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    This line more than anything annoys me. Possibly more so than most soundbites. When on earth was America ever 'great'? When it caused a global economic crash in the 20s which was a contributing factor to the world war? When in the 60s it still had segregation? When in the 90s over 40 million were uninsured for health care?


    Not saying America doesn't have its good points but which era are trump and other republicans referring to when they want to make America great 'again'?

    Not saying that other countries are great, they certainly aren't but the notion that there was a period when everything was just 'great' in any country, let alone America is nonsense.
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    America has this idea ingrained into their culture that their country and way of life is the best in the world. It's been like this for generations. They have to dominate everything. That slogan is just pandering to the idiocy of so many American people for easy votes.

    It's insane how crappy the American state is to it's people, yet how patriotic they still tend to be. It's like Stockholm Syndrome or something.
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    He's playing to the US populus. They have an incredibly extreme sense of patriotism, it's not like Britain where we regularly take the piss out of ourselves. Self-deprecation isn't really understood over there.
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    Maybe Donald considered going with 'Make America Slightly Less *****y', but didn't think it would play as well with one of the most patriotic electorates on the planet.
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    It is better than "Make America whole again".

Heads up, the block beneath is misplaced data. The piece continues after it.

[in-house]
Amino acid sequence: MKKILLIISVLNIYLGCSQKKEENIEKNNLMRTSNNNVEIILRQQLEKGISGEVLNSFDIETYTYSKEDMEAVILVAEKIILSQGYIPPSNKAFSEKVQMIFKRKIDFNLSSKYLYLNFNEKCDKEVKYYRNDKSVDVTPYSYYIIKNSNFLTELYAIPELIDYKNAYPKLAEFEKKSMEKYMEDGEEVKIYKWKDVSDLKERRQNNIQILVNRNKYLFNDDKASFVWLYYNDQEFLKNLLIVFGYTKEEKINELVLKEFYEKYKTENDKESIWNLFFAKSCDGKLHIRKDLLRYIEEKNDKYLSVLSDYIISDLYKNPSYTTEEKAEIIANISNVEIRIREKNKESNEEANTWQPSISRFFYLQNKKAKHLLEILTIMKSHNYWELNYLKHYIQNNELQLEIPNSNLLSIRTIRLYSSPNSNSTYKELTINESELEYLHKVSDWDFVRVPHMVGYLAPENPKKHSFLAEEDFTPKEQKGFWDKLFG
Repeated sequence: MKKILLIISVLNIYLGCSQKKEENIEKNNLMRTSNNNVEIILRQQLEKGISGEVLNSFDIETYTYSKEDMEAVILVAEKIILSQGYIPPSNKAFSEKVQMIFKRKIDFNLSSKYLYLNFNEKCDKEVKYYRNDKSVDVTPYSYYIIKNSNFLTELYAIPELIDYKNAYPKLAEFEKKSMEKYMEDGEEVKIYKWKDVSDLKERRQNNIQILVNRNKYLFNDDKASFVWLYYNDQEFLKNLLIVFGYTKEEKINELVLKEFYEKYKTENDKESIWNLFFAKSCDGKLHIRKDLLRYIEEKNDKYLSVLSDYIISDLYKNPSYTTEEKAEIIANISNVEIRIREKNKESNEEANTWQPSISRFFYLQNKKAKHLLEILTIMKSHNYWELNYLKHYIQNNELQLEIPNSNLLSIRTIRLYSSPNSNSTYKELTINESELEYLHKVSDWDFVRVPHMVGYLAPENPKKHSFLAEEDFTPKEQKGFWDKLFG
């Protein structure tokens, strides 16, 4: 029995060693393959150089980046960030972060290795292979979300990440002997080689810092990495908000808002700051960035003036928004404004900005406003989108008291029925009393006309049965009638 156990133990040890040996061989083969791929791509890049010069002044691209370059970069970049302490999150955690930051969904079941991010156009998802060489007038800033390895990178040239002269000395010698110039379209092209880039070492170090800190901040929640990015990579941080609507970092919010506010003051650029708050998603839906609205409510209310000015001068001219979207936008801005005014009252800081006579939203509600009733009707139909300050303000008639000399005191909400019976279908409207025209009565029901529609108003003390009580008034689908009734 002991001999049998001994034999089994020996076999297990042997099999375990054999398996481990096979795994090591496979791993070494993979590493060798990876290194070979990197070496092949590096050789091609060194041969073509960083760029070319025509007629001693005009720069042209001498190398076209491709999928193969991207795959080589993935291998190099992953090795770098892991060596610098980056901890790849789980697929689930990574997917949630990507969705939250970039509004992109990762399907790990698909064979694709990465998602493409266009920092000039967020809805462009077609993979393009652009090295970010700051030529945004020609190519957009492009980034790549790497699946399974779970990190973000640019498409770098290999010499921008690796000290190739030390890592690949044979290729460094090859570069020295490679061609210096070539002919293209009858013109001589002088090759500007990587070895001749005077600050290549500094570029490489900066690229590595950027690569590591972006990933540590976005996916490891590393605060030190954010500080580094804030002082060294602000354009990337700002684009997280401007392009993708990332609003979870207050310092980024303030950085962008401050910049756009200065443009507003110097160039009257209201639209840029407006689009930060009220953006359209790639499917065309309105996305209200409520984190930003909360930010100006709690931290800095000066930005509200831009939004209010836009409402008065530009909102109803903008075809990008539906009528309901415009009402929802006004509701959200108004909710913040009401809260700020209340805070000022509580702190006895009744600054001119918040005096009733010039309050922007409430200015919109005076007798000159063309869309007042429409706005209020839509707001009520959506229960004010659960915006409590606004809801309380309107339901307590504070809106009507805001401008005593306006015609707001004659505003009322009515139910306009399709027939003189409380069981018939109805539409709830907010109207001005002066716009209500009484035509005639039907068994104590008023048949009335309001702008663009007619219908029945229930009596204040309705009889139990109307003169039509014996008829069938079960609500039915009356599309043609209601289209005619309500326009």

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    It's a catchier way of saying your life is ****ed either way.

    Has a slight ring to it.
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    Tickle my Trump.
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    "Just put 'Great' in the title... worked for Britain" :lol:
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    sorry - had to lighten the mood
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    He's playing to the "woo 'merica" crowd.
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    Well I imagine for Conservatives, and Right Wing Americans, they look towards the late 1940s until the early 1960s, with the emergence of American political and military hegemony and huge economic growth and the Reagan years, with neo-liberal reforms and a more brazen foreign policy, during the 1980s as their 'great' periods.

    Whereas Liberals might look more fondly on the New Deal during the 1930s and 1940s with the creation of social security and huge investment in infrastructure, as well social reform during the mid to late 1960s and Bill Clinton's relativity stable presidency as their 'great' periods.

    But I suspect hardly anyone looks at the 1970s or 2000s as a great period in America, which were both plagued by economic crises, political scandals, unpopular presidencies and a changing role of where America stood in the global system.
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    (Original post by TimmonaPortella)
    Maybe Donald considered going with 'Make America Slightly Less *****y', but didn't think it would play as well with one of the most patriotic electorates on the planet.
    Yet people lap it up.
    Its the same as people here who go on about making 'Britain great' or 'British values' etc.
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    (Original post by Bornblue)
    Yet people lap it up.
    Its the same as people here who go on about making 'Britain great' or 'British values' etc.
    3edgy5me

    One of the most appealing aspects of American culture is that they actually have a little pride and self-confidence in their national identity imho.
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    (Original post by TimmonaPortella)
    3edgy5me

    One of the most appealing aspects of American culture is that they actually have a little pride and self-confidence in their national identity imho.
    Nationalism in America is exclusionary and isolationist, a very unappealing trait.


    Being proud for being born somewhere is daft. We all won the post code lottery to be born in the first world and not some third world country. Why should we be 'proud' for winning the lottery, we did nothing to earn or deserve it.
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    (Original post by Bornblue)
    When on earth was America ever 'great'?
    I'll give you the same answer I gave you yesterday. If you make perfection a precondition for greatness (as you do when you claim that it implies that there was a period in American history when everything was great), then it never was, and never will be. Ditto every other country.